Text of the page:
In what comes as a first for the UK as an independent coastal state, a new trilateral fisheries agreement between the UK, Norway and the European Union (EU) was announced earlier this week (16 March 2021).
Hailed by the UK government as promoting the sustainable management and long-term viability of cod, haddock, plaice, whiting, herring and saithe stocks in the North Sea, the deal (reported to be worth around £184 million to the UK economy) could also be seen as an initial step towards stabilising significant fishing waters since the UK's exit from the EU on 31 December 2020.
Catch limits and sustainability
In support of increasing sustainability of fish stocks, the deal contains a number of agreed catch limits in relation to different species, with clear consideration being given to the sustainable limits previously advised by the scientific body, the International Council for the Exploration of the Sea (ICES). It is hoped that agreeing such catch limits will encourage the recovery of key fish stocks in the North Sea generally.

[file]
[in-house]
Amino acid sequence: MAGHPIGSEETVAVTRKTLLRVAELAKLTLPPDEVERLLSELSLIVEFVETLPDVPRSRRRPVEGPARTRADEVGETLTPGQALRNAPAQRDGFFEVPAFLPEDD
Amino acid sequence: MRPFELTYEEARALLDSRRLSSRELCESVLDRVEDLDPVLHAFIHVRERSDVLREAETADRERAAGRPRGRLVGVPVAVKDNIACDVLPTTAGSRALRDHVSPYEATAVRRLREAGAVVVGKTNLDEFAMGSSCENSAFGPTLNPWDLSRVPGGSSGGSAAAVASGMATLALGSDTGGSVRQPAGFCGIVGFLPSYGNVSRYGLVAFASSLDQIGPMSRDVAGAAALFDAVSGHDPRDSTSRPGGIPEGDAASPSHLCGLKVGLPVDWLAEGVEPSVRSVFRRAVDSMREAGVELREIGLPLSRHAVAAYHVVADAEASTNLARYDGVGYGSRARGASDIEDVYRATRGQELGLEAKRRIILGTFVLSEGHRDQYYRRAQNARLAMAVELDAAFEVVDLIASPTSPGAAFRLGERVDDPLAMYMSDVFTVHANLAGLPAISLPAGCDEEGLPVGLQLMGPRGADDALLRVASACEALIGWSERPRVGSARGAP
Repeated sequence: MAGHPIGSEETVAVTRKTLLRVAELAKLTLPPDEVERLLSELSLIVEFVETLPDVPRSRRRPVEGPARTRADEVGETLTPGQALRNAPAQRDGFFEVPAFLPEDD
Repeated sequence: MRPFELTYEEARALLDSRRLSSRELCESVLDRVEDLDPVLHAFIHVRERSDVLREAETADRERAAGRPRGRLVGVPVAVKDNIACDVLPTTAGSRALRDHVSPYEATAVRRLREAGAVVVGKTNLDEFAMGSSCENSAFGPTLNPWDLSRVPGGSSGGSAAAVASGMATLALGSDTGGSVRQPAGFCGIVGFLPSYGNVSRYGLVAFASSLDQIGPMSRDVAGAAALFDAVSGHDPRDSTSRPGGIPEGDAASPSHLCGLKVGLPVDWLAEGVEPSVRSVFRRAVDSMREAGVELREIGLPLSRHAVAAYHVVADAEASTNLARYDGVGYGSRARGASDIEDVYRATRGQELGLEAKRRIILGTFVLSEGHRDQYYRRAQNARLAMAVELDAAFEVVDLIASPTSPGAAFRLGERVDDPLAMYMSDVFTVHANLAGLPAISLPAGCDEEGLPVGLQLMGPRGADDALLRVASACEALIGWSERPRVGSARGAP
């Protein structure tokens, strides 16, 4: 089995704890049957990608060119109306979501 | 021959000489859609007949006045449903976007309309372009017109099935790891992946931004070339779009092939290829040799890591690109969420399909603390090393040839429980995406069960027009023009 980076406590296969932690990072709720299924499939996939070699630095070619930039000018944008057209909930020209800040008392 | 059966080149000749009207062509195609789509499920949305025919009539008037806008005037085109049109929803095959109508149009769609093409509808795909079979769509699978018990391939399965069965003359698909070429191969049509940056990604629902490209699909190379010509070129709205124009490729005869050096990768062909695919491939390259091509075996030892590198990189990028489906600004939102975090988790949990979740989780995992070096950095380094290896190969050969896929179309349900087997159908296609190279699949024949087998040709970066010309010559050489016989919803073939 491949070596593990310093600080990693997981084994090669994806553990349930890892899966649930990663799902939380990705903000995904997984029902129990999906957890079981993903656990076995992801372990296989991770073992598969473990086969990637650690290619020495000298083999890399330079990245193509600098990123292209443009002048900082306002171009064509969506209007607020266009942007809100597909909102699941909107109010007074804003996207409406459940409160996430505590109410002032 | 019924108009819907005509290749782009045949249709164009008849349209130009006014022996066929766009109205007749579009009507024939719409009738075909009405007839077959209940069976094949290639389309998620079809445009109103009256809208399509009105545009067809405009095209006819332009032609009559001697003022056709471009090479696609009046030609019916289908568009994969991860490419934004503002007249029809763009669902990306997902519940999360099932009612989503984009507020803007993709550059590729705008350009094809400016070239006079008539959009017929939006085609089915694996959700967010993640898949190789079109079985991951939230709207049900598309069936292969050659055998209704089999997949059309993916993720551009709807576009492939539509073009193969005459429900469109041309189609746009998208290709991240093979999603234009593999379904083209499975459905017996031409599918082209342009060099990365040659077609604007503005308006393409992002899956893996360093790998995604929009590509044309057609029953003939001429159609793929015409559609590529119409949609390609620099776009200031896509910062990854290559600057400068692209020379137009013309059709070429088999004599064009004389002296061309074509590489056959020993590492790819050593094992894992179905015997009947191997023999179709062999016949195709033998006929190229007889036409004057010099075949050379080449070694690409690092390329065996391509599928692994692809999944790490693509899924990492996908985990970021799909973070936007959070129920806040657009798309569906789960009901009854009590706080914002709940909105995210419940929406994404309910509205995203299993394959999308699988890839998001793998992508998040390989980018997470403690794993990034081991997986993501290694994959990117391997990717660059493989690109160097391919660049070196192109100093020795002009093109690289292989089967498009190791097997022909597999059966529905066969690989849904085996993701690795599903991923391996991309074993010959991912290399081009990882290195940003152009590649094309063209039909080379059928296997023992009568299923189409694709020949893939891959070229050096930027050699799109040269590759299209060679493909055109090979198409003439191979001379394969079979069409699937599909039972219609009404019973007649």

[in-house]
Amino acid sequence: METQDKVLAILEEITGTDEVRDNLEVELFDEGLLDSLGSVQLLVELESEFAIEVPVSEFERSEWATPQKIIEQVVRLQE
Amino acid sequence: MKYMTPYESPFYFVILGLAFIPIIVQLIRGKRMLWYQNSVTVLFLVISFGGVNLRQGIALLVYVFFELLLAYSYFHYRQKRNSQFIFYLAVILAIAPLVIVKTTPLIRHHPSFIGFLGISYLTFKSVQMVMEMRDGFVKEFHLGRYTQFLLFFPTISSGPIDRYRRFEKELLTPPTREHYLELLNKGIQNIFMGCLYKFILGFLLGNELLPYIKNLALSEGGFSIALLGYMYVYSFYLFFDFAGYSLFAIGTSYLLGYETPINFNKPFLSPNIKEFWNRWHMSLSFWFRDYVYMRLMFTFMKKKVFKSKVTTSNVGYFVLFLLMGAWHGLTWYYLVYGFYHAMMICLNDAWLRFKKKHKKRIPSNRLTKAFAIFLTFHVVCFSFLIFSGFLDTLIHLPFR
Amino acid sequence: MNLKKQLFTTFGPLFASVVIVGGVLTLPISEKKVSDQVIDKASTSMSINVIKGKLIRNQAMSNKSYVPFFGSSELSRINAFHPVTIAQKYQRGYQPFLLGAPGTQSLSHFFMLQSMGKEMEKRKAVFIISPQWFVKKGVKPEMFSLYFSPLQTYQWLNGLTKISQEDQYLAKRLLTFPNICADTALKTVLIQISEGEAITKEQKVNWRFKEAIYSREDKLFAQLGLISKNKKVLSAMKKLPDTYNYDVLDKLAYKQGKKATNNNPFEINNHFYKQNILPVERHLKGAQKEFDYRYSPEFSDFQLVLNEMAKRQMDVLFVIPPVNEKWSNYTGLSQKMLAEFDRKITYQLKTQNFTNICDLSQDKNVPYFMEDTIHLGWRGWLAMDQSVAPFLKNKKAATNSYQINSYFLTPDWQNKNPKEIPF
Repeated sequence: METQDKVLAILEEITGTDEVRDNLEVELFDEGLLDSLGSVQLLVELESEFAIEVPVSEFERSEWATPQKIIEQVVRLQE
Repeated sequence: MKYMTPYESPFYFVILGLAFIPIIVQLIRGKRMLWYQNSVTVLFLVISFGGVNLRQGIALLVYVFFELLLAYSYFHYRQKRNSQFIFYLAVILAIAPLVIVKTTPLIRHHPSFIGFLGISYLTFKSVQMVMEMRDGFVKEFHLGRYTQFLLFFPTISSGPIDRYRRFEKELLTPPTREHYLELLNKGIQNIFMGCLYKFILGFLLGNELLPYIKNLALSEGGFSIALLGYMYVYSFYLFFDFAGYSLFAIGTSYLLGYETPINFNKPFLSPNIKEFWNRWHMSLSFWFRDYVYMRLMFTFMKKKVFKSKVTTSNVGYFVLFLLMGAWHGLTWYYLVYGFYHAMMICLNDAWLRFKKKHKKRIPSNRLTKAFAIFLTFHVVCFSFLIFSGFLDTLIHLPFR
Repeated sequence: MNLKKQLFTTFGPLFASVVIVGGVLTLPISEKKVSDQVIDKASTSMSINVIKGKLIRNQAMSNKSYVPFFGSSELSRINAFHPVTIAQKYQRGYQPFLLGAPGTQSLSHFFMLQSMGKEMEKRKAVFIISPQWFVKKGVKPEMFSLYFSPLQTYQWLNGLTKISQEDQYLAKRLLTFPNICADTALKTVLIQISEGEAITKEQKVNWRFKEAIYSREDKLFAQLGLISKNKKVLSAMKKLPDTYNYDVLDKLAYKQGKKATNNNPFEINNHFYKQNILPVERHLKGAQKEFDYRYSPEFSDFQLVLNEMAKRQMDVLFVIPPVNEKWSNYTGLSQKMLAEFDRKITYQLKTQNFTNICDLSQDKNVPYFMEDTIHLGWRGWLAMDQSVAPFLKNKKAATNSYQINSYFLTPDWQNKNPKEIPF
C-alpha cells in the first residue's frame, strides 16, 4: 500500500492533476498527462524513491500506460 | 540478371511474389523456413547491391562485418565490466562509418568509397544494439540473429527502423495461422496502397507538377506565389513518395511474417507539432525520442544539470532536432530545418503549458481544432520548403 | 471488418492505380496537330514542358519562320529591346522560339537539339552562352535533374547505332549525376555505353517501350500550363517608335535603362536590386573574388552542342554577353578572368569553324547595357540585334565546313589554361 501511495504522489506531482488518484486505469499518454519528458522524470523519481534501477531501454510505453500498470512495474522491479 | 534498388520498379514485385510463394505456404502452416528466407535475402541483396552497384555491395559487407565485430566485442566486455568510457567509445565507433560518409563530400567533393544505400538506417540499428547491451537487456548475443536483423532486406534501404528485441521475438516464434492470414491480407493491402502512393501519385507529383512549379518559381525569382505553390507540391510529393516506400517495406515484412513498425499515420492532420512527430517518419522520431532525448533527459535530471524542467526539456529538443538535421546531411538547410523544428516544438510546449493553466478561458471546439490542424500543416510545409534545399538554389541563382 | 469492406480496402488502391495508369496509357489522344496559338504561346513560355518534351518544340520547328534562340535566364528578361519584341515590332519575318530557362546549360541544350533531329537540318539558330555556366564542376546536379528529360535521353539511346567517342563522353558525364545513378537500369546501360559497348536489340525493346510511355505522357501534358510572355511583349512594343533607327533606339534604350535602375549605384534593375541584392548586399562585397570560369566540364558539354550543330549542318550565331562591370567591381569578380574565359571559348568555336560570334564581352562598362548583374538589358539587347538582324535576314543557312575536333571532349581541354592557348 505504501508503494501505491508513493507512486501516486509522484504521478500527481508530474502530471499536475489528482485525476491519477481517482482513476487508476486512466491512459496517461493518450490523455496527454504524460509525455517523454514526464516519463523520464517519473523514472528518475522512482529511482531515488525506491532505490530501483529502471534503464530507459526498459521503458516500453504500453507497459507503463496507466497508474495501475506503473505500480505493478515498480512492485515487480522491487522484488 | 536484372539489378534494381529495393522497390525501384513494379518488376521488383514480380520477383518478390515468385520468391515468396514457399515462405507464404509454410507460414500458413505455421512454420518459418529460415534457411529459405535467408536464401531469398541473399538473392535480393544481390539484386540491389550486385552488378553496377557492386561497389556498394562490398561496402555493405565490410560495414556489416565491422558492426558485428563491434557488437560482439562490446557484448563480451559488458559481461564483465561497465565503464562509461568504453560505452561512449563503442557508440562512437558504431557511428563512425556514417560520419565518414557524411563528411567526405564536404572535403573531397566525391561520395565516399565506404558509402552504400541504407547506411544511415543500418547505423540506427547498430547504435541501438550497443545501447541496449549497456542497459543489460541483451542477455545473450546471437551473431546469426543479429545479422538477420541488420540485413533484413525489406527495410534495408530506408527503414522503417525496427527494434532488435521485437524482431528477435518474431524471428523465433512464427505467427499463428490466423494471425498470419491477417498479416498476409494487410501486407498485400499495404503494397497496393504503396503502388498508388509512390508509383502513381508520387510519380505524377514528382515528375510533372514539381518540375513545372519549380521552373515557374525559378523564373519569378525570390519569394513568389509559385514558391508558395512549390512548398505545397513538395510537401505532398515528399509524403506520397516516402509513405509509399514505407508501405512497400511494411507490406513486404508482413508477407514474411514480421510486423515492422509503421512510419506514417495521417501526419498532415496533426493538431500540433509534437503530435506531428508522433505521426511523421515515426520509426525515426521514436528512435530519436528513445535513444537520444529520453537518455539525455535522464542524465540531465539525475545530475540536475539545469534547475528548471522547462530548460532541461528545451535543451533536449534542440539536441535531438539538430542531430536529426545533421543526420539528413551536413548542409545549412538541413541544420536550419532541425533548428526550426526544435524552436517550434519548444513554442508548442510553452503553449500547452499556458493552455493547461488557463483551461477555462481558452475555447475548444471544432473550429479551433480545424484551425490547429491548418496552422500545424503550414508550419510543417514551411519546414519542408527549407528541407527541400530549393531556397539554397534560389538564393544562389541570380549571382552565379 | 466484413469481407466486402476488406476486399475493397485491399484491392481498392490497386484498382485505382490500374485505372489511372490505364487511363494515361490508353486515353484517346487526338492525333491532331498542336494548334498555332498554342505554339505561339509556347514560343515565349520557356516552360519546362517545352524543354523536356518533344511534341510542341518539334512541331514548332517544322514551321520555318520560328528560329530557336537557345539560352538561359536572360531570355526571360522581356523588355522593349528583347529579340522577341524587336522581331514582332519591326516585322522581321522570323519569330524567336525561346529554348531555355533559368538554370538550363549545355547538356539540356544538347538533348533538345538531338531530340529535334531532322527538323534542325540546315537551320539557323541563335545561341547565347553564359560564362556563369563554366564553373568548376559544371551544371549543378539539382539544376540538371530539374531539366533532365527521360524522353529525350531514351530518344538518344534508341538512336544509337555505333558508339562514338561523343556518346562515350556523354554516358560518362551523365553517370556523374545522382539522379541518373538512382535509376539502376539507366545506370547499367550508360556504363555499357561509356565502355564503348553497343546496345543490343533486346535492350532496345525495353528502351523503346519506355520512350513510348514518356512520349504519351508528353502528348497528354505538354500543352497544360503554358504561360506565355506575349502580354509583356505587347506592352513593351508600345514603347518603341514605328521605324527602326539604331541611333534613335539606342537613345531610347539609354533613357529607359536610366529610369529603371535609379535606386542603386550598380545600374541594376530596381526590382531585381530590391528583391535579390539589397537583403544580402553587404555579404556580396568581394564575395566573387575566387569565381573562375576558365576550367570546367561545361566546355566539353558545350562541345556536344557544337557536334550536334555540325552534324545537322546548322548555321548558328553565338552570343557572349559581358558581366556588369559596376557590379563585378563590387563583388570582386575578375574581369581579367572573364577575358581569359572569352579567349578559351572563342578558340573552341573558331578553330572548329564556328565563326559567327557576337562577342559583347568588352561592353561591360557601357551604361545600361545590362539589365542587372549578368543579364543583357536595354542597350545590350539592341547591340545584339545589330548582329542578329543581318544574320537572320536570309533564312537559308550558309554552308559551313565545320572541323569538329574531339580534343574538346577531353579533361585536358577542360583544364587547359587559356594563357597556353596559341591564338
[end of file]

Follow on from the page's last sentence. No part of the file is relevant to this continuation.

In announcing the deal, the UK government also pointed to the ongoing "cod avoidance plan" which applies to all vessels in UK waters. The plan includes a range of measures aimed at supporting the long-term recovery of fish stocks in UK waters, including the imposition of "real-time closures" in specified zones.
Marine Economy Week 2021 - get involved
Next week, Harper Macleod is hosting it's first Marine Economy Week, which will cover all areas of the sector in Scotland.
On Wednesday, our attention will turn to trading post Brexit, with our specialists joined by Trond Hatland, who heads up the Bergen office of Norwegian law firm Thommessen AS and is a specialist advising that country's fishery and aquaculture sector.
You can find out more or register for the webinar using the link below